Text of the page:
Just Eat has grown a lot since its humble beginnings in a Danish basement in 2001. Now headquartered in London, Just Eat is listed on the London Stock Exchange and is the world’s leading marketplace for online food ordering and delivery. Its goal, simply put, is to revolutionize the way people find, order and enjoy food.
Just Eat is making good on that mission. Today, it connects more than 62,000 restaurants across 100 cuisines in 15 countries, with an audience of over 15 million people.
Craig Pugsley is a principal designer in Just Eat’s Product Research team. He says the UK has a long tradition of delivery and takeout meals. Just Eat’s apps let diners explore exciting new cuisines at nearby restaurants. With menus for over 27,000 restaurants in the UK alone, it’s easy to find a new favorite flavor anytime.
Research quickly showed Pugsley’s team that diners tend to order their favorites again and again. So when Amazon brought Echo and Alexa to the UK, Just Eat saw a new opportunity. The Just Eat Alexa skill would make reordering a tasty new fave even easier, with just a few words:
“Alexa, tell Just Eat to re-order Dim sum.”
No phone calls. No fumbling for a smartphone app. And no digging out credit card details. Just quick delivery of your favorite comfort food.
A whole new way to enjoy Just Eat
Food lovers use Just Eat’s mobile or web apps to find a restaurant, order anything on the menu, enter payment data and check their order status. Just Eat saves each food order, including customizations and special instructions, for future repeats. And that’s where Andy May, senior UI developer, saw an opportunity for Alexa and Echo: to make repeat ordering quicker and more natural.
Echo wasn’t yet available in the UK, but May’s team got its hands on an American model in February 2016. He admits to being dubious at first about how well the technology would work. “We'd tried other voice products, so we didn't expect Alexa to work as simply and well as it did.”
After seeing Alexa in action, Just Eat started talking to Amazon about a potential working relationship. It was then May knew a Just Eat skill was inevitable, whenever Alexa crossed the big pond.
Building an Alexa skill on a firm foundation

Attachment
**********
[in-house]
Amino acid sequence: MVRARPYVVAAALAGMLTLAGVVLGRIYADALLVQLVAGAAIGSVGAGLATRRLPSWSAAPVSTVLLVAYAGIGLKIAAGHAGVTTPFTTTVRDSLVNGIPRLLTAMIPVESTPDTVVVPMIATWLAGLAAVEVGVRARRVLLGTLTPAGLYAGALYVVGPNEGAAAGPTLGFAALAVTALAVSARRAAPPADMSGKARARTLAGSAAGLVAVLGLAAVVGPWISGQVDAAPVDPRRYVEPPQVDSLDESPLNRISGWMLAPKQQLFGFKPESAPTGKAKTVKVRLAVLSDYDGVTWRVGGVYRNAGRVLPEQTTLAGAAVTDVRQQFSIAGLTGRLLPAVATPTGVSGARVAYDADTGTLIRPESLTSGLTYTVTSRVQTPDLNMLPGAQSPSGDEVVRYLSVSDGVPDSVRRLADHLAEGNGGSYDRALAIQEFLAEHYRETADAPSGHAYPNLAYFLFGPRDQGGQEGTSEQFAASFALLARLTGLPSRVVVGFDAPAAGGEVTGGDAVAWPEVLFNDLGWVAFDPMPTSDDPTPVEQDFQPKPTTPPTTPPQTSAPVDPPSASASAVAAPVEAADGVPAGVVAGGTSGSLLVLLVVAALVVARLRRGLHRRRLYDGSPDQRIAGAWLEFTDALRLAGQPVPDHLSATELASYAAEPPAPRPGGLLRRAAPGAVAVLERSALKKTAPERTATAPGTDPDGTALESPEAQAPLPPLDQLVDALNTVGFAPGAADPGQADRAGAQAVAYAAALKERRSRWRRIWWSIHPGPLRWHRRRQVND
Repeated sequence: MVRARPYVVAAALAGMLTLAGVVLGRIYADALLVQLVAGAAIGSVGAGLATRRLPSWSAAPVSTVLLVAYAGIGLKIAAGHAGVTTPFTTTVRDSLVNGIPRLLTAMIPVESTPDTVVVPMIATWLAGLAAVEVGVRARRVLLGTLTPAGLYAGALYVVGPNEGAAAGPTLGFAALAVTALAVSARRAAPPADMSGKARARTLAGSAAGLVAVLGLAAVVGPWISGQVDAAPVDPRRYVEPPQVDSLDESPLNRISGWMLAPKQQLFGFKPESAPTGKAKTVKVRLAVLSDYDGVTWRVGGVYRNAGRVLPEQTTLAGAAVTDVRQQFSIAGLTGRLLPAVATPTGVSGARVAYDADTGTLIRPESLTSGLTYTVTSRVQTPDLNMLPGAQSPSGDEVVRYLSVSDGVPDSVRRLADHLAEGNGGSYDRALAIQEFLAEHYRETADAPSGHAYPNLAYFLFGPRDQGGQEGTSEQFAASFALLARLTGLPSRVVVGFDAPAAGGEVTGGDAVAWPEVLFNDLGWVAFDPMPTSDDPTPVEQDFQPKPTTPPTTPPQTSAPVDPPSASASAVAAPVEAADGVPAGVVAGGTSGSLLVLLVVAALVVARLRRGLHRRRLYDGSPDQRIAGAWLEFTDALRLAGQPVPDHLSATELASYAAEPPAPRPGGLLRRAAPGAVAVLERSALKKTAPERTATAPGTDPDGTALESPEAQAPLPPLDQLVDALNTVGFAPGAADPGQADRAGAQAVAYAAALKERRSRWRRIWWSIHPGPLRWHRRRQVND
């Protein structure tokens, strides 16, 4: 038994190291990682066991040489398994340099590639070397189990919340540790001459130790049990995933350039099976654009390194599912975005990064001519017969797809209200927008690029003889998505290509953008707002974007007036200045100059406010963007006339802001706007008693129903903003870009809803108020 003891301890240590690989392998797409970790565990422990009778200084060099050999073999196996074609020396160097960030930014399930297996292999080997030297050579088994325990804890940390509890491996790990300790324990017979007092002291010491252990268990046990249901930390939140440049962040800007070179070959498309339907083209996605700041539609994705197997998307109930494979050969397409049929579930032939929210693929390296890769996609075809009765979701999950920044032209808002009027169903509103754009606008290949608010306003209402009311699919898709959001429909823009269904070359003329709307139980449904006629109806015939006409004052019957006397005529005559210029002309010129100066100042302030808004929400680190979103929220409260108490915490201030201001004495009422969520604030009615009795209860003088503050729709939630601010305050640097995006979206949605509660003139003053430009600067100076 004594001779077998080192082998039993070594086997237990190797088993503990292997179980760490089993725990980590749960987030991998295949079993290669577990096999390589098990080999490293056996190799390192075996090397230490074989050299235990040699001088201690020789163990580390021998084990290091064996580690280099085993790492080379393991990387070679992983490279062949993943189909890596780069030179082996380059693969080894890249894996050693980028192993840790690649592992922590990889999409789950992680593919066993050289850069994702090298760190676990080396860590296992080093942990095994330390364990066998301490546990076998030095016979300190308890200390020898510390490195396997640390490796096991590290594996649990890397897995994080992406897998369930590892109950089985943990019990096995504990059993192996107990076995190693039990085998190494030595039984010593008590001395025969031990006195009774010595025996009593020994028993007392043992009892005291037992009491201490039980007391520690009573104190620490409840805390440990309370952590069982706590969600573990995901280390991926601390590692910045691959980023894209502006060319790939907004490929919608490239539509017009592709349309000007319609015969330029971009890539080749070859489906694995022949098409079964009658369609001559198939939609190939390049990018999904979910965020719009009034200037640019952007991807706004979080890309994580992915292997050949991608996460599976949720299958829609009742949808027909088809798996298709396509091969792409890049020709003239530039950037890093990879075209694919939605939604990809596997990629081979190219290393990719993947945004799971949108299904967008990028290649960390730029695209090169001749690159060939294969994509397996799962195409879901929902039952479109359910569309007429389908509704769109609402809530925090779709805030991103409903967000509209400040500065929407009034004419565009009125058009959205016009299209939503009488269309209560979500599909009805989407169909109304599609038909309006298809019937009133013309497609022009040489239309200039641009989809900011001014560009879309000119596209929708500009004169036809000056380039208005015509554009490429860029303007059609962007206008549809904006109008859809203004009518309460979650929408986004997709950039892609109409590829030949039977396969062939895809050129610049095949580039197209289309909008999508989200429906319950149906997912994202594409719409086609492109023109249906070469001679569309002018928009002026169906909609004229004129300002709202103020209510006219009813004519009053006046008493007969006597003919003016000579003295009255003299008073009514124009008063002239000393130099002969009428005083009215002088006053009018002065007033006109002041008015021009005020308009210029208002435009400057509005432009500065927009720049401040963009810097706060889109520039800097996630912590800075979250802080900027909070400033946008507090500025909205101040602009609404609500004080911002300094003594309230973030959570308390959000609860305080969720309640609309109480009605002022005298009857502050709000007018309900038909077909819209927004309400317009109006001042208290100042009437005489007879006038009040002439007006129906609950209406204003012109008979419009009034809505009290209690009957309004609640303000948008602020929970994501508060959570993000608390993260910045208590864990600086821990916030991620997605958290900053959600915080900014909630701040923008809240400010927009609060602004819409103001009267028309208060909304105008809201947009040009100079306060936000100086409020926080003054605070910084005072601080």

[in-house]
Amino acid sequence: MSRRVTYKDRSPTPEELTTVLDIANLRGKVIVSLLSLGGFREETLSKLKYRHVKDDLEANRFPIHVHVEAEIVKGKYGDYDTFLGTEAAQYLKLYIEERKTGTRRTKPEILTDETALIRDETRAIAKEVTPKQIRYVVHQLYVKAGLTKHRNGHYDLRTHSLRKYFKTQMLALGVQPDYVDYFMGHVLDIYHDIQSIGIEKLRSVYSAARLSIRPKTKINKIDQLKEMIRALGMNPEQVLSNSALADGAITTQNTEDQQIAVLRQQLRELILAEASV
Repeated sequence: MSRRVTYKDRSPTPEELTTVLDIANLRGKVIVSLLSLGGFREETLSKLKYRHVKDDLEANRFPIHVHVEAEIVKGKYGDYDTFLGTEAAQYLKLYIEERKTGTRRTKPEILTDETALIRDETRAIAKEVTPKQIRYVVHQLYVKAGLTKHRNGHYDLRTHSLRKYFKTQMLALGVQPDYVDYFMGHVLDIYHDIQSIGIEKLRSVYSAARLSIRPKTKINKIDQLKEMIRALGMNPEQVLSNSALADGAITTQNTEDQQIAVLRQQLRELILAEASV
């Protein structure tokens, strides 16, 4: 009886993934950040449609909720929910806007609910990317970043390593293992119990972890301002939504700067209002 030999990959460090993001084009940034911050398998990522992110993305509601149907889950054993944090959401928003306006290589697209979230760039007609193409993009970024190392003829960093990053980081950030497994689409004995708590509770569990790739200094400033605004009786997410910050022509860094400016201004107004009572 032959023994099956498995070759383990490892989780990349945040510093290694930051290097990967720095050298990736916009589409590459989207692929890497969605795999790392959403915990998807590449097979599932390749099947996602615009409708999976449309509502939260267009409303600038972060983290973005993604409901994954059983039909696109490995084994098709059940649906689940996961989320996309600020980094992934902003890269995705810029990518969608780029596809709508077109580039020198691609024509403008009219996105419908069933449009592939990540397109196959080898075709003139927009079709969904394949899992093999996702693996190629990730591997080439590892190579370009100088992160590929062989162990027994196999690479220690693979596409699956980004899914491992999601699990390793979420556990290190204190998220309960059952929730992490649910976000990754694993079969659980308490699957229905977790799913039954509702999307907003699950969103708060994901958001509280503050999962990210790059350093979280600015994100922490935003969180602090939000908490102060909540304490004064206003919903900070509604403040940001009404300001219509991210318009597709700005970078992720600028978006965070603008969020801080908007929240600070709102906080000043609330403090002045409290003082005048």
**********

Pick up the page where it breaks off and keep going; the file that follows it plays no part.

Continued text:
May says the team wanted to get a skill into the hands of real users quickly. Working with Amazon and Just Eat’s customers, they identified two core areas perfectly suited to Alexa. “We always start by understanding our users’ needs. Where could we enhance what they already experience with our mobile apps and website? We quickly found use-cases where a voice interface could make common tasks faster and more delightful.”
Repeating a past order - If you already know exactly what you want, just say “Alexa, tell Just Eat to re-order Dim sum.” If you’re not sure, Alexa can tell you options from previous orders. Either way, just a few voice commands later, and the food is on its way.
Checking order status - A simple “Alexa, ask Just Eat where’s my food?” retrieves the order information from the restaurant. Alexa can tell you if the restaurant received the order, if the food is on its way and an estimated time of delivery.
May’s team then applied its established build-measure-learn research process, a lean product development cycle popularized by The Lean Startup.
Build – The team used Amazon’s developer console to prototype a potential voice user interaction (VUI). Without touching a line of code, the research team quickly created a MVP (minimum viable product) representing their proposed solution.
Measure – It then conducted research sessions with real users, quickly validating (or invalidating) the initial assumptions. (Initially, they used role-play techniques to ‘act out’ Alexa responses to users’ requests.)
Learn – It then gathered user feedback to improve and refine the VUI assumptions.
After several rounds of the cycle, the team landed on a prototype that would become the first version of the Just Eat Alexa skill. The build-measure-learn technique prevented spending excess time and resources on invalid assumptions, and ensured the team worked only on solutions that met users’ actual needs.
The process also helped Just Eat simplify the VUI. They created an initial flow diagram, but the interaction became a challenge to manage. “We worked closely with Amazon to keep things simple. We found we were trying to over-complicate the VUI.”
Some of their advice for developing a VUI?
- Ask concise questions with a maximum of two options
- Make re-prompts specific and descriptive
- Use SSML to mark up the speech text, then test for understandability (iterate!)
The future of food, Alexa-style
The Amazon Echo—and the Just Eat skill—launched in late September in the UK. From the start, skill analytics shows a great many people order and check their order status via the Alexa skill. “Of course, customers using Alexa are reordering, too, so we get customer retention,” says Pugsley. “Retention is everything.”
May says he’s certain Alexa will help keep Just Eat’s core business strong. “People’s behaviors are migrating from touch-based interfaces to voice-based ones. That’s why voice is such a core part of our strategy going forward. Alexa is such a natural way to start.”
So… Alexa, ask Just Eat, where’s my food?
Get Started with Alexa Skills Kit
Are you ready to build your first (or next) Alexa skill? Build a custom skill or use one of our easy tutorials to get started quickly.
Share other innovative ways you’re using Alexa in your life. Tweet us @alexadevs with hashtag #AlexaDevStory.